Georgia (cont'd)

 

Aloft, the wind took me to the northeast. On my GPS, my speed rose quickly as I rose, from 10 mph to 15 mph, and higher.

The sun had yet to emerge from behind a thin, broken cloud layer. The wind carried me over the silent, twilight town, my speed now edging up past 20 mph. In just a few minutes, were we were out of Reynolds.



We passed over farmland, which after a few miles gave way to the swampy, wooded lands along the Flint River.



The inaccessible area went on for some miles. For the first time I was happy about the brisk wind, which was now carrying us along at over 25 mph, although I was still wondering whether that wind would work its way down to the surface by the time I was ready to land. We crossed the river, and continued over the swampy area on the eastern shore.





We finally emerged from the far side of the swamp back into farm country. Roland and Jimmy Whitley, a local man who was navigating for Roland, had crossed the Flint on the state highway and were working their way north towards me. I called out some landmarks to them on the radio, and began descending.

As I descended, my speed dropped under 20 mph, and then under 15 mph. With my track shifting slightly to the north as I dropped in, I looked for a place to land. Up ahead was a line of trees, followed by a field of new corn, followed by some more trees and railway tracks. I released another balloon to avoid overshooting, trying to set down just past the first tree line at the edge of the corn. I gave Roland some more directions -- he claimed to know roughly where I was heading, but could not actually see me. Then he said he was near John Goddard's hot-air balloon, which was a quarter mile or more north of me.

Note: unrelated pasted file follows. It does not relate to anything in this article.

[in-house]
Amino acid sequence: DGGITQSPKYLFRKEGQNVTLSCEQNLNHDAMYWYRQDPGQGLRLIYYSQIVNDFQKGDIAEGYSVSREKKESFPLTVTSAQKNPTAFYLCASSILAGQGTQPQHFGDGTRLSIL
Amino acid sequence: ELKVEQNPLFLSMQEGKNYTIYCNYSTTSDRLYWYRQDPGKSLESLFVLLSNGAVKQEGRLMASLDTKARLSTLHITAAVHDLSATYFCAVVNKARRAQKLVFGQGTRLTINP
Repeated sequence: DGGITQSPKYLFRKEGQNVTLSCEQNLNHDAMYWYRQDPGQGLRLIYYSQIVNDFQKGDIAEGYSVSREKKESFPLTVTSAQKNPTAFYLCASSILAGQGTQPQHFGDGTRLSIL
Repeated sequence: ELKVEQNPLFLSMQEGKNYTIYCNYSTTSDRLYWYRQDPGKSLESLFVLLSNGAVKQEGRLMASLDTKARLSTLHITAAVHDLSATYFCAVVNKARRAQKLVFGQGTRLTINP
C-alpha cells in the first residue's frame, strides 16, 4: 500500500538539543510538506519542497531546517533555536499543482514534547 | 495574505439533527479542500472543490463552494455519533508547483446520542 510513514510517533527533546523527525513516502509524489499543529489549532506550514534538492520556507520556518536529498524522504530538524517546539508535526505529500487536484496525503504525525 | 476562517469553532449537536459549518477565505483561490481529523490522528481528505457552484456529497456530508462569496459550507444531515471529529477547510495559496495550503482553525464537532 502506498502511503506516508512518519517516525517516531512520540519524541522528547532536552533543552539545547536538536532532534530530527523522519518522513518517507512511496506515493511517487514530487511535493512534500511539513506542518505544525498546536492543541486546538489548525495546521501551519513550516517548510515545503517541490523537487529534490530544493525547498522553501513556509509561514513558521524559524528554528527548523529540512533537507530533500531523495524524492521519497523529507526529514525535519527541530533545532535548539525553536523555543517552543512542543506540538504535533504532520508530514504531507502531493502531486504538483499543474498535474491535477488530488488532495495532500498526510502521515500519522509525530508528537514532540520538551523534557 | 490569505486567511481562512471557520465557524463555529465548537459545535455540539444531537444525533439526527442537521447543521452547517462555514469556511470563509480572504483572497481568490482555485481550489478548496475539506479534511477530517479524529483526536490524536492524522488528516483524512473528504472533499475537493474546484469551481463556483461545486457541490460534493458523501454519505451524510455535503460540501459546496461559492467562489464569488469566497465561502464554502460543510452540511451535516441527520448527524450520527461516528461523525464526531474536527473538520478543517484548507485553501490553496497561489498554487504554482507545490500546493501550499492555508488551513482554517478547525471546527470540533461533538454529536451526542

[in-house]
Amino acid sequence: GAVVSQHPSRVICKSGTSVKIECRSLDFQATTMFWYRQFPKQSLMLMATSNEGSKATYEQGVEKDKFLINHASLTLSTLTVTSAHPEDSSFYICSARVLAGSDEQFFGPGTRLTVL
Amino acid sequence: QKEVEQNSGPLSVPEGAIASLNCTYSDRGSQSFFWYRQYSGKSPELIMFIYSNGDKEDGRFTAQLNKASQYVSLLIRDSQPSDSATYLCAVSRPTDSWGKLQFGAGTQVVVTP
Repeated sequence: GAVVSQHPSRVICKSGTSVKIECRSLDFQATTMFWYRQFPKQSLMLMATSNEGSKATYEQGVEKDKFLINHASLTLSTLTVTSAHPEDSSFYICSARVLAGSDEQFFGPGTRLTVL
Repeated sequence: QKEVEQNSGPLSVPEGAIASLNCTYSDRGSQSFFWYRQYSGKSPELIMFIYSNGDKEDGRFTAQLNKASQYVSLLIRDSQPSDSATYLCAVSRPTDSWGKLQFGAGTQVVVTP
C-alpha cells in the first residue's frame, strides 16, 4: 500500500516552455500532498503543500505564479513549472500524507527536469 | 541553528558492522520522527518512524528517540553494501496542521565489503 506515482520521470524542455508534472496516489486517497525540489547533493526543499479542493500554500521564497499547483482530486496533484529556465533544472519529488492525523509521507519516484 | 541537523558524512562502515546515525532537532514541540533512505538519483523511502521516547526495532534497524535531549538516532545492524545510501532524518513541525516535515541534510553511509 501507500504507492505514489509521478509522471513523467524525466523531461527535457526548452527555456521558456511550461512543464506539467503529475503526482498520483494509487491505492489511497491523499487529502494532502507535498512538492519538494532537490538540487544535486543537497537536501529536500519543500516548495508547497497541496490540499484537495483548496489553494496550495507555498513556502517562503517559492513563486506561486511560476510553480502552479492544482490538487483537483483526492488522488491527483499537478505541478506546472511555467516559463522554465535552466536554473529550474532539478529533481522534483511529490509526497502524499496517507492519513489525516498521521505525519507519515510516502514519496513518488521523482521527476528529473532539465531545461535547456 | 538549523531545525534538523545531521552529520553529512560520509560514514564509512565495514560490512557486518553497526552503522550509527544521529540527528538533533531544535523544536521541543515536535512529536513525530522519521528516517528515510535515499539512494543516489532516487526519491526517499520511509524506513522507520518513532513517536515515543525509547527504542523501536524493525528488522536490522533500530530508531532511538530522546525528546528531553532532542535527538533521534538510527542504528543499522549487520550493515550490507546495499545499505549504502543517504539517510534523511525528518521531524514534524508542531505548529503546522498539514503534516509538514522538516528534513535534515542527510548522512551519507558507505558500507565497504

I was still moving fast, but as I dropped in the last hundred feet, I could feel little wind on my face -- a good sign, meaning that I was decending into slower winds below. I cleared the first row of trees by about ten feet and dropped some ballast to cushion my landing. I landed lightly on my feet in rows of ankle-high corn, still with some good forward speed from the wind. I began running -- that being the only alternative to dragging -- stepping between the rows so as not to damage the crop. I couldn't see the truck, and knew that I would have to stop myself. As I ran/floated across the field, I managed to line myself up with a gap between the trees in the second line of trees I was coming up on. As I reached the edge of the corn, I cut away six or seven balloons. I passed between the two trees, digging in my heels, and finally managed to stop at the base of the embankment leading up to the railroad tracks.

I called Roland on the radio again, and a few minutes later he and Jimmy arrived in my truck.

 


 

 

John and David had landed their balloons not far away, and after loading up their equipment, they and their chase crews came over to help deflate the cluster balloon.

 

 

 

Champagne is, of course, traditional after balloon flights, but David brought some beer to celebrate that morning. It seemed like the right thing for the occasion.

 

 

Celebration XXXIV

Crew Chief: Roland Escher
Navigator: Jimmy Whitely
Chase Balloon Pilots: John Goddard, DavidHarwell

Special Thanks to:

Taylor County Relay for Life: Mrs. Opal Wilder [Chair]; Melissa Norman; Scott, Ashley, Deanna and Tina Duncan; Corey McCants
Scott Graham
Robert Tedder
Lamar Wainwright
Airgas (Official Compressed Gas Supplier to the Taylor County Relay for Life)
American Cancer Society
Taylor County Sheriff's Work Detail

Photographs: John Goddard, Mrs. Opal Wilder, Melissa Norman, Kelly Trapnell, Jimmy Whitley, John Ninomiya

 

 

 

 

 

 

 

 

 

 

 

 

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